Domestic airfares have declined from historic highs at the end of 2022; however, they remain above 2019 prices, the ACCC’s latest Airline Competition in Australia report reveals.

The quarterly report, released today, shows that after hitting a 15-year high in December 2022, the price of discount fares decreased by a third in real terms in January 2023.

Average revenue per passenger, which represents average prices across all fare types, declined by 13 per cent in real terms between December 2022 and January 2023. Despite the falls, average revenue per passenger remained 13 per cent higher in real terms (29 per cent in nominal terms) than it was in 2019.

“While it’s positive to see airfares fall from record highs in 2022, passengers are still generally paying more to fly today than they were before the pandemic,” ACCC Commissioner Anna Brakey said.

“Airfares typically come down after the Christmas travel peak due to a seasonal decrease in demand, however some of this reduction is also explained by the airlines increasing their seat capacity.”  

The industry made 5.9 million seats available for travel in January 2023, the highest in more than six months. Qantas flew at 102 per cent of its pre-pandemic capacity, Virgin at 96 per cent and Jetstar at 84 per cent.

The price of jet fuel has fallen recently after peaking in mid-2022 due to the war in Ukraine. The price was 35 per cent lower in real terms at the end of February 2023 than it was in June 2022.

“The price of jet fuel has been trending down which should enable airlines to reduce airfares further in coming months,” Ms Brakey said.

While airlines increased capacity, this did not result in more passengers flying. In January, 4.4 million passengers flew within Australia, which is 89 per cent of pre-pandemic levels. Higher capacity and a seasonal reduction in demand resulted in more empty seats, leading to a fall in the industry load factor from 83 per cent in October 2022 to 75 per cent in January 2023.

The airlines’ on-time performance improved in January 2023. The industry reported 23.9 per cent of flights arrived late in January. Most airlines have improved their delay and cancellation rates over the last few months. Jetstar’s performance was relatively poorer, reporting the highest rate of delayed (34.6 per cent) and cancelled (7.3 per cent) flights in January.

“The airlines generally managed to increase their levels of flying without significantly compromising their on-time performance,” Ms Brakey said.

“After extensive operational challenges for much of 2022, most airlines appear to be getting closer to their pre-pandemic capability.”

In late January low-cost carrier Bonza became the first high-capacity passenger airline to enter the domestic market in 15 years. Bonza is predominantly operating on previously unserved routes that connect regional centres to holiday destinations, allowing passengers to travel directly rather than via a major city.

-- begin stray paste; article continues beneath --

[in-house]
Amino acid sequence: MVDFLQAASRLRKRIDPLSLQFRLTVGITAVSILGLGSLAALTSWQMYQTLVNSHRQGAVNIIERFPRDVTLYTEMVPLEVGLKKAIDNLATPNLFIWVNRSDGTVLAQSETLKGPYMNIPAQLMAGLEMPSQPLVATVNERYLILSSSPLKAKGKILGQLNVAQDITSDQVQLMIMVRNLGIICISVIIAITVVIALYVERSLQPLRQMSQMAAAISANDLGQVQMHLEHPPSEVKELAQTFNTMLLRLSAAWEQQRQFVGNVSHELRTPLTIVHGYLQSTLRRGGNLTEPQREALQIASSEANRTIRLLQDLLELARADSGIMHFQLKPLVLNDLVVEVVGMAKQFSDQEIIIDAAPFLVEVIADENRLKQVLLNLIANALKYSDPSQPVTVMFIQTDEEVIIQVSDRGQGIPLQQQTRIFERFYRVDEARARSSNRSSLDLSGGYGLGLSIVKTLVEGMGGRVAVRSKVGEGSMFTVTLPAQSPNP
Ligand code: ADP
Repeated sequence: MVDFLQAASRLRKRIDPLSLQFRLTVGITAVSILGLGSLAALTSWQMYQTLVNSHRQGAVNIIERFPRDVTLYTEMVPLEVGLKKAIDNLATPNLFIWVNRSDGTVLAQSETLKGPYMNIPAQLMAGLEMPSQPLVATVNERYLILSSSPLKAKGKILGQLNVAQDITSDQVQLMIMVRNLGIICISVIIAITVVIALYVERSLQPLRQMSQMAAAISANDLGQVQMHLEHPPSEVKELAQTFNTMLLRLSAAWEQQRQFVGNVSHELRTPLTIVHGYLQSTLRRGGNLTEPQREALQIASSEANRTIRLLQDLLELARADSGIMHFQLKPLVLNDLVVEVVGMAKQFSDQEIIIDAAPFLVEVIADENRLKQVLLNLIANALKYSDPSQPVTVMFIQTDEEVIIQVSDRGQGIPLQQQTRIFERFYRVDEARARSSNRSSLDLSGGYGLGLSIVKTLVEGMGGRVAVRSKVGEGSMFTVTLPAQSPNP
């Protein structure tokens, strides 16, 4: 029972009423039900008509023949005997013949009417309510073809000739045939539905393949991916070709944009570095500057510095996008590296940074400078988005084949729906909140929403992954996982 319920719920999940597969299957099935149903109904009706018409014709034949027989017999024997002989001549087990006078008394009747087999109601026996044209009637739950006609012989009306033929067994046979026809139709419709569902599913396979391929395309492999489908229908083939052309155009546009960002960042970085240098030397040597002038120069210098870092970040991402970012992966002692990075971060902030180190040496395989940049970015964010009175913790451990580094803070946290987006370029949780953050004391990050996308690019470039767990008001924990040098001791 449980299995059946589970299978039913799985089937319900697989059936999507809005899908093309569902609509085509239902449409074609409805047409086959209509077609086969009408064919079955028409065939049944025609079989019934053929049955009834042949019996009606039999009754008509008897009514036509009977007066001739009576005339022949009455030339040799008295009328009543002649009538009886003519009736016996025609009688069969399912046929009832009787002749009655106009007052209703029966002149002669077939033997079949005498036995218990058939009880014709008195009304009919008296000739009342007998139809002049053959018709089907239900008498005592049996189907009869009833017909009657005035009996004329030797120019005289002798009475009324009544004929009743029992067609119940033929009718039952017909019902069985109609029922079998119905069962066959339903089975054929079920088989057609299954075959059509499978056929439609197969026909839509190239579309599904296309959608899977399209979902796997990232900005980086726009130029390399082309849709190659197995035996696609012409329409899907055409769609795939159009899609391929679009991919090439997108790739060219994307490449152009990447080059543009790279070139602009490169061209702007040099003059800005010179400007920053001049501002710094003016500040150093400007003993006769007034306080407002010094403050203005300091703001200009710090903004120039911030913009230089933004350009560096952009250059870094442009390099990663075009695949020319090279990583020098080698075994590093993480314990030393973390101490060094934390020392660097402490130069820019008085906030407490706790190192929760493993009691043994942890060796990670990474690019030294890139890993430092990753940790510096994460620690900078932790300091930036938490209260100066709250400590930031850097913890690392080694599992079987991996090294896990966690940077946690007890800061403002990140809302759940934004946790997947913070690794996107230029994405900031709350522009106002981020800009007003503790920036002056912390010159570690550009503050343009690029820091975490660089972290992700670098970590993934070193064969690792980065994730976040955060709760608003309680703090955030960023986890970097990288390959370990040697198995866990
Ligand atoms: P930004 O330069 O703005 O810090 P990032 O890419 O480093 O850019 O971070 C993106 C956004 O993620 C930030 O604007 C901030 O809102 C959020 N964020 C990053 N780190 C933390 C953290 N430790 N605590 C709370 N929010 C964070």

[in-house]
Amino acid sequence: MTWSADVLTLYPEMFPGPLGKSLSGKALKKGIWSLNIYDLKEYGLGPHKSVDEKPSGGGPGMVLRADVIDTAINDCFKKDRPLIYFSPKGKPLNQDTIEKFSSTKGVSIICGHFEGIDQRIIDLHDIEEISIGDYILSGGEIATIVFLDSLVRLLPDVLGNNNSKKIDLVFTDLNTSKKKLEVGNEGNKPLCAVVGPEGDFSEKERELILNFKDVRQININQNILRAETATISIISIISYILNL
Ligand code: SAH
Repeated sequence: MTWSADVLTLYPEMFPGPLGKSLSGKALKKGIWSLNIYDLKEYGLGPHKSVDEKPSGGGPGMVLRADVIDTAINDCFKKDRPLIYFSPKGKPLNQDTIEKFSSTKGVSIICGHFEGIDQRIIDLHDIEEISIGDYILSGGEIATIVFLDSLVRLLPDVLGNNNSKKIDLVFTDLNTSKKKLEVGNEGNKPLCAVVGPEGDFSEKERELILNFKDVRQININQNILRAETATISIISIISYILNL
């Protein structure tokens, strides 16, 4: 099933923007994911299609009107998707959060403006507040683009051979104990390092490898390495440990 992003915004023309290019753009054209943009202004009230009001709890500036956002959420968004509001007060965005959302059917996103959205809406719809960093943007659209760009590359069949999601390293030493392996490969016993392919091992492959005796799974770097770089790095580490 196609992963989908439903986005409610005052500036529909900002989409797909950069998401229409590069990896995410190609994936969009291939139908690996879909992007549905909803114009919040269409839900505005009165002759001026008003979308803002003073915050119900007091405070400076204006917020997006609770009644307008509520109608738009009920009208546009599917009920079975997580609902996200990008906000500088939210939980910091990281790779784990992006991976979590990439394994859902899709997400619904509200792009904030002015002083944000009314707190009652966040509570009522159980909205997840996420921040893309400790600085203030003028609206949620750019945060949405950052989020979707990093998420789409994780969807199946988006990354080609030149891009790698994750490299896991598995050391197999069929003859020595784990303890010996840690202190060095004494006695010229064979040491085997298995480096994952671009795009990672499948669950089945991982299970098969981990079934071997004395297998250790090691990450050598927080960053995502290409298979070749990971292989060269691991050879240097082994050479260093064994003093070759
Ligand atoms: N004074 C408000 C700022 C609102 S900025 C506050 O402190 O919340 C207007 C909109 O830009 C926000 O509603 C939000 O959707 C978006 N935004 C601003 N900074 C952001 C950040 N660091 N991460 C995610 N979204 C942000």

Bonza’s network covers 27 routes across Queensland, New South Wales and Victoria.

"Bonza’s entry to the domestic market provides increased route choice which is good news for Australian consumers,” Ms Brakey said.

“The new budget airline will provide travellers on the east coast of Australia with new and direct connections, as well as competition on certain routes.”

Jetstar transported 26.9 per cent of all domestic passengers in January 2023, an increase of nearly four percentage points from the last quarter. The budget carrier typically records an increase at this time of year when people are increasingly flying for leisure rather than business. Qantas’ market share fell to 34.8 per cent and Virgin Australia had a market share of 33.4 per cent. Rex flew 4.9 per cent of all domestic passengers.

The ACCC’s report is the 11th and penultimate report under the direction from the Australian Government to monitor prices, costs and profits in domestic air passenger services. The direction expires in June 2023.

Index of average fare revenue per passenger across all routes – January 2019 to January 2023

Index of average fare revenue per passenger across all routes – January 2019 to January 2023

Source: ACCC calculations using data from the ABS and data collected by the ACCC from Qantas, Jetstar, Virgin Australia and Rex.

Note: The average revenue per passenger includes both economy and business fare revenue. It excludes ancillaries and Tigerair data. Data has been adjusted for inflation using the latest ABS CPI quarterly data up to December 2022.

Price index of discount economy airfares weighted across 70 busiest domestic routes – February 2020 to February 2023

Price index of discount economy airfares weighted across 70 busiest domestic routes – February 2020 to February 2023

Source: The Bureau of Infrastructure and Transport Economics (BITRE) Domestic Air Fares (Best Discount) index (cheapest available economy airfares).

Note: Grey bars indicate December and Easter holiday periods. Airfares recorded April 2021–February 2022 may be impacted by the government’s half-price ticket program (TANS).


On 19 June 2020, the ACCC was directed by the then Treasurer to monitor the prices, costs and profits of Australia’s domestic airline industry and provide quarterly reports to inform Government policy. The direction expires in June 2023.